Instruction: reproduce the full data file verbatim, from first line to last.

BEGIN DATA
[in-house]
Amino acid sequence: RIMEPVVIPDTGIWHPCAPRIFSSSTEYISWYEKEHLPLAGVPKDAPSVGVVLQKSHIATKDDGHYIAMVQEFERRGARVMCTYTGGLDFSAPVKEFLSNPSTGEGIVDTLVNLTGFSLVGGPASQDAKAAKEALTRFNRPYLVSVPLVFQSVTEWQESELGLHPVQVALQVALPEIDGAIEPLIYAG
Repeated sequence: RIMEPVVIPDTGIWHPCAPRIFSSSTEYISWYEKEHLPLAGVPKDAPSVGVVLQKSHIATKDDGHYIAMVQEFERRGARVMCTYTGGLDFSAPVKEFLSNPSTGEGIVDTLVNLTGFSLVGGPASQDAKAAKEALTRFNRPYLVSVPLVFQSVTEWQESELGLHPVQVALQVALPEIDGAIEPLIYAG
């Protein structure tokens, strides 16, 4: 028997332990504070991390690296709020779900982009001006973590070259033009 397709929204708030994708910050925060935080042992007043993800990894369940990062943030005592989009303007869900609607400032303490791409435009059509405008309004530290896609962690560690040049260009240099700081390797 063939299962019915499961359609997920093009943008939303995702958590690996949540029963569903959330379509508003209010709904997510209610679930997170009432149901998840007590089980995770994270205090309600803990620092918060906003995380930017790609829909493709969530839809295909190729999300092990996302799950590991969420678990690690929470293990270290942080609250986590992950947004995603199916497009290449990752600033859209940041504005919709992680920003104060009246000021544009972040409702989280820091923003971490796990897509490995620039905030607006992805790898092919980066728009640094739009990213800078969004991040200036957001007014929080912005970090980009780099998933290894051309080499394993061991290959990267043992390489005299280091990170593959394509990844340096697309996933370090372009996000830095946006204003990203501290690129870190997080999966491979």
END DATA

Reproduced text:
[in-house]
Amino acid sequence: RIMEPVVIPDTGIWHPCAPRIFSSSTEYISWYEKEHLPLAGVPKDAPSVGVVLQKSHIATKDDGHYIAMVQEFERRGARVMCTYTGGLDFSAPVKEFLSNPSTGEGIVDTLVNLTGFSLVGGPASQDAKAAKEALTRFNRPYLVSVPLVFQSVTEWQESELGLHPVQVALQVALPEIDGAIEPLIYAG
Repeated sequence: RIMEPVVIPDTGIWHPCAPRIFSSSTEYISWYEKEHLPLAGVPKDAPSVGVVLQKSHIATKDDGHYIAMVQEFERRGARVMCTYTGGLDFSAPVKEFLSNPSTGEGIVDTLVNLTGFSLVGGPASQDAKAAKEALTRFNRPYLVSVPLVFQSVTEWQESELGLHPVQVALQVALPEIDGAIEPLIYAG
């Protein structure tokens, strides 16, 4: 028997332990504070991390690296709020779900982009001006973590070259033009 397709929204708030994708910050925060935080042992007043993800990894369940990062943030005592989009303007869900609607400032303490791409435009059509405008309004530290896609962690560690040049260009240099700081390797 063939299962019915499961359609997920093009943008939303995702958590690996949540029963569903959330379509508003209010709904997510209610679930997170009432149901998840007590089980995770994270205090309600803990620092918060906003995380930017790609829909493709969530839809295909190729999300092990996302799950590991969420678990690690929470293990270290942080609250986590992950947004995603199916497009290449990752600033859209940041504005919709992680920003104060009246000021544009972040409702989280820091923003971490796990897509490995620039905030607006992805790898092919980066728009640094739009990213800078969004991040200036957001007014929080912005970090980009780099998933290894051309080499394993061991290959990267043992390489005299280091990170593959394509990844340096697309996933370090372009996000830095946006204003990203501290690129870190997080999966491979």